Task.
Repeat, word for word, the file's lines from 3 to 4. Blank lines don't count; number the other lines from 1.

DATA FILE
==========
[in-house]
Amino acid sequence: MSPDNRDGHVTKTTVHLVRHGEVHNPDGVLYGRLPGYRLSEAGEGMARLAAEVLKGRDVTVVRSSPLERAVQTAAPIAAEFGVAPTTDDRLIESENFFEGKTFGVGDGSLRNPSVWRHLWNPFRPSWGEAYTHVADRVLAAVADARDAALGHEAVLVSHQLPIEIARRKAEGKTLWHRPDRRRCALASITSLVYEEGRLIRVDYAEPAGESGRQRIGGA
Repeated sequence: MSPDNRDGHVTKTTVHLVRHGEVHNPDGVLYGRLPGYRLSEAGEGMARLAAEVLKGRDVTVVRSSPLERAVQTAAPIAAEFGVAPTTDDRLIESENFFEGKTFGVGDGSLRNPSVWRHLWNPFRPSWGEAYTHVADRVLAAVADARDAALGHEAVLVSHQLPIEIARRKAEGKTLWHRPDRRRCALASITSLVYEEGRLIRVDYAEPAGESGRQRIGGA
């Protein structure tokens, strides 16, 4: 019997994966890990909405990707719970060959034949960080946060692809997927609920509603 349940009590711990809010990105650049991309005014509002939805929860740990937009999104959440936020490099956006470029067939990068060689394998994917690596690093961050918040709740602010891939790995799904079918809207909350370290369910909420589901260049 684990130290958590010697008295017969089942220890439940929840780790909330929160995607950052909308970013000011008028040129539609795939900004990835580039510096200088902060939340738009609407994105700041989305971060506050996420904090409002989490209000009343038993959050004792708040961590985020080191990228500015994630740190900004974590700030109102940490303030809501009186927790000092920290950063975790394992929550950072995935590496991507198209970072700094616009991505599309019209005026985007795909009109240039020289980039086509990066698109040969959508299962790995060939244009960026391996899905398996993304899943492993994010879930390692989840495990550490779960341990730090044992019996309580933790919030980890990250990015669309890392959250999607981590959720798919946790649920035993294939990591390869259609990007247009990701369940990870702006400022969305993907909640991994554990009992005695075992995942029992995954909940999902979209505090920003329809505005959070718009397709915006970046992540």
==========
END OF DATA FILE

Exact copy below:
Repeated sequence: MSPDNRDGHVTKTTVHLVRHGEVHNPDGVLYGRLPGYRLSEAGEGMARLAAEVLKGRDVTVVRSSPLERAVQTAAPIAAEFGVAPTTDDRLIESENFFEGKTFGVGDGSLRNPSVWRHLWNPFRPSWGEAYTHVADRVLAAVADARDAALGHEAVLVSHQLPIEIARRKAEGKTLWHRPDRRRCALASITSLVYEEGRLIRVDYAEPAGESGRQRIGGA
């Protein structure tokens, strides 16, 4: 019997994966890990909405990707719970060959034949960080946060692809997927609920509603 349940009590711990809010990105650049991309005014509002939805929860740990937009999104959440936020490099956006470029067939990068060689394998994917690596690093961050918040709740602010891939790995799904079918809207909350370290369910909420589901260049 684990130290958590010697008295017969089942220890439940929840780790909330929160995607950052909308970013000011008028040129539609795939900004990835580039510096200088902060939340738009609407994105700041989305971060506050996420904090409002989490209000009343038993959050004792708040961590985020080191990228500015994630740190900004974590700030109102940490303030809501009186927790000092920290950063975790394992929550950072995935590496991507198209970072700094616009991505599309019209005026985007795909009109240039020289980039086509990066698109040969959508299962790995060939244009960026391996899905398996993304899943492993994010879930390692989840495990550490779960341990730090044992019996309580933790919030980890990250990015669309890392959250999607981590959720798919946790649920035993294939990591390869259609990007247009990701369940990870702006400022969305993907909640991994554990009992005695075992995942029992995954909940999902979209505090920003329809505005959070718009397709915006970046992540």